If you define a great manager, it is the ability to identify your own weaknesses and bring in personnel who can help to realise ambitions with their superior knowledge. There is no doubt that Bertie Mee knew his shortcomings and employed outstanding coaching staff to deal with the footballing side of the job.
When he took the reins, it is fair to say there was reluctance on his part to become manager of Arsenal to the extent that he had the option to return to his physio role if it did not work out. The word ‘Acting’ was dropped from his job title within a season.
Mee’s achievements in both contexts – football and Arsenal – were nothing short of outstanding. His playing career was curtailed by injury and following his military service, he joined the club in 1960; no managerial or coaching experience as such.
To take the club from it’s lowest ebb to consecutive League Cup finals and then the Fairs Cup, FA Cup and League title, followed by another FA Cup final. The decline was rapid with time eluding him to rebuild the squad for another phase of glory. Indeed, the final seasons saw Arsenal finish lower than Billy Wright’s last years at the club.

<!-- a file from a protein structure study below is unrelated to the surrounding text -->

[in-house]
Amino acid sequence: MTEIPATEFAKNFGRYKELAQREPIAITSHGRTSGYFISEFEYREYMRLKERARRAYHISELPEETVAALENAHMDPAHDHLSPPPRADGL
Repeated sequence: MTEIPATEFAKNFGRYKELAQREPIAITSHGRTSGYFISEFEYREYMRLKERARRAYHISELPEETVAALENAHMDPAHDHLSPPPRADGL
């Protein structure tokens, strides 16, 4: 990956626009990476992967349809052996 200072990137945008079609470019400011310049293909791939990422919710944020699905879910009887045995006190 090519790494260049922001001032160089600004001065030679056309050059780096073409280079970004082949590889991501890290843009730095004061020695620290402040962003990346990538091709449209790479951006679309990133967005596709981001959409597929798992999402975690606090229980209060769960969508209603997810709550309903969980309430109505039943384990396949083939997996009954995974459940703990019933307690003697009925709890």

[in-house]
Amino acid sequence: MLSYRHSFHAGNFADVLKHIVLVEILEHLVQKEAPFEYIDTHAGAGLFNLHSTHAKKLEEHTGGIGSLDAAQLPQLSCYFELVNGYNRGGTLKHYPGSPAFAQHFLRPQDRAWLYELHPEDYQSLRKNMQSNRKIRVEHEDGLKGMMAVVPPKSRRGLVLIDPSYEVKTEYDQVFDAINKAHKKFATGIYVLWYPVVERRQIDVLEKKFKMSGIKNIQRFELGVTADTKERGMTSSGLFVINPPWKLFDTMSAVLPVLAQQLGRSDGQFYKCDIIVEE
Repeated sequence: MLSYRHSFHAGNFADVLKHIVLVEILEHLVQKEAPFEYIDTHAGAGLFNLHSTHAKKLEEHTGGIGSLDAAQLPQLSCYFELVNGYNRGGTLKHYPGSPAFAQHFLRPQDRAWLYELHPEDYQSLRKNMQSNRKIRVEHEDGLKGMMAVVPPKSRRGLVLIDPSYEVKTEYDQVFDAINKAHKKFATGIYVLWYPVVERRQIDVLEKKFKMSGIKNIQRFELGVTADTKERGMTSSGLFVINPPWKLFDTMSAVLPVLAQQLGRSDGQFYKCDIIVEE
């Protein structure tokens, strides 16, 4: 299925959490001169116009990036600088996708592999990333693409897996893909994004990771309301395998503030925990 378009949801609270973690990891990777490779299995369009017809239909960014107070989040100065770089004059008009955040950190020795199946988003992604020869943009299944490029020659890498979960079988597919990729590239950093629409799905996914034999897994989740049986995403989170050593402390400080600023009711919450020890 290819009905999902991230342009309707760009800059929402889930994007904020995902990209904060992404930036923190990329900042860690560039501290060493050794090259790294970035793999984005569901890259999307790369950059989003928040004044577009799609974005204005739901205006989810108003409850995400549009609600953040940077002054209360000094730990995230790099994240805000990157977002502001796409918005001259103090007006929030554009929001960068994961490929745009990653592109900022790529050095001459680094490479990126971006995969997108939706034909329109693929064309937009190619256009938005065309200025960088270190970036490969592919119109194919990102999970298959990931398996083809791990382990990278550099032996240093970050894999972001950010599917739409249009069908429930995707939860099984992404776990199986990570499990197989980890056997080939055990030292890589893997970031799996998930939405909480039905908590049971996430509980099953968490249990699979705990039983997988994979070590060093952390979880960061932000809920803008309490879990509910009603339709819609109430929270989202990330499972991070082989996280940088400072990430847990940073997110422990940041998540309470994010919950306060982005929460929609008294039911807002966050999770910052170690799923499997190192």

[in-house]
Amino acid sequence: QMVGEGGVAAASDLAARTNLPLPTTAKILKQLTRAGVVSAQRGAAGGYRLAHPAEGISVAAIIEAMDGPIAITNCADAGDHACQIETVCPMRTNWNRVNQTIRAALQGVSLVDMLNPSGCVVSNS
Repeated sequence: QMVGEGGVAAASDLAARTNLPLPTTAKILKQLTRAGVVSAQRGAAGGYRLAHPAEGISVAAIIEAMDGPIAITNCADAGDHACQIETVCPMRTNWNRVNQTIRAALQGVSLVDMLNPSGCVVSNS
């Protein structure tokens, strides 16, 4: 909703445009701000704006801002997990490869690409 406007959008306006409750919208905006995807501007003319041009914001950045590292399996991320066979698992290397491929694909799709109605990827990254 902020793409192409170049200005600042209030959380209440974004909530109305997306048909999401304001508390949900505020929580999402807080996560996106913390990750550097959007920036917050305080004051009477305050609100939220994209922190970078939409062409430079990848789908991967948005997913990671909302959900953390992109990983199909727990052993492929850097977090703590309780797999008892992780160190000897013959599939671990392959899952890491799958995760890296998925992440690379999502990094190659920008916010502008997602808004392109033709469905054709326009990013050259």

Wright’s investment in youth was beneficial to Mee’s reign. The double-winning team featured a core of players who had grown together, maturing at the right time under Mee’s discipline with Howe’s tactical knowledge. His managerial tenure briefly brought the club back to the level of the 1930s and perhaps the next statues at the club will include one for the man.